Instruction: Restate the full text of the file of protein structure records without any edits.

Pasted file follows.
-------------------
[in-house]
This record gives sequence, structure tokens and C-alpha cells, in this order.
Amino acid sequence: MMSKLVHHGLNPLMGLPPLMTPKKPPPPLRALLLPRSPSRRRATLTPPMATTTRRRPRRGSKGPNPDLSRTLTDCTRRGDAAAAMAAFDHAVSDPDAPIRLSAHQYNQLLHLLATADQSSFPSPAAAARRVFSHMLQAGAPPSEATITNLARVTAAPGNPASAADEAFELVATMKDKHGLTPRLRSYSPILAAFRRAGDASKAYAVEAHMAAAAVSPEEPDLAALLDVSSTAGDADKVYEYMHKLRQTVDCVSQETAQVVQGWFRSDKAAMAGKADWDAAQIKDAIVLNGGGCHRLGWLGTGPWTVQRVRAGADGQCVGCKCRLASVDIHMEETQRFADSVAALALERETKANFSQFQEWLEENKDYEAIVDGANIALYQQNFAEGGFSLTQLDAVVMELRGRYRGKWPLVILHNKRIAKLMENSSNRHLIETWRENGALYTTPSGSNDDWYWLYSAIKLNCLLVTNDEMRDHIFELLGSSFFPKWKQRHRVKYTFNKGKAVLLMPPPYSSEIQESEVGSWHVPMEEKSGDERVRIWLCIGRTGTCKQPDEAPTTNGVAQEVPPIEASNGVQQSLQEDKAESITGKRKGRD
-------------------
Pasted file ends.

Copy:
[in-house]
This record gives sequence, structure tokens and C-alpha cells, in this order.
Amino acid sequence: MMSKLVHHGLNPLMGLPPLMTPKKPPPPLRALLLPRSPSRRRATLTPPMATTTRRRPRRGSKGPNPDLSRTLTDCTRRGDAAAAMAAFDHAVSDPDAPIRLSAHQYNQLLHLLATADQSSFPSPAAAARRVFSHMLQAGAPPSEATITNLARVTAAPGNPASAADEAFELVATMKDKHGLTPRLRSYSPILAAFRRAGDASKAYAVEAHMAAAAVSPEEPDLAALLDVSSTAGDADKVYEYMHKLRQTVDCVSQETAQVVQGWFRSDKAAMAGKADWDAAQIKDAIVLNGGGCHRLGWLGTGPWTVQRVRAGADGQCVGCKCRLASVDIHMEETQRFADSVAALALERETKANFSQFQEWLEENKDYEAIVDGANIALYQQNFAEGGFSLTQLDAVVMELRGRYRGKWPLVILHNKRIAKLMENSSNRHLIETWRENGALYTTPSGSNDDWYWLYSAIKLNCLLVTNDEMRDHIFELLGSSFFPKWKQRHRVKYTFNKGKAVLLMPPPYSSEIQESEVGSWHVPMEEKSGDERVRIWLCIGRTGTCKQPDEAPTTNGVAQEVPPIEASNGVQQSLQEDKAESITGKRKGRD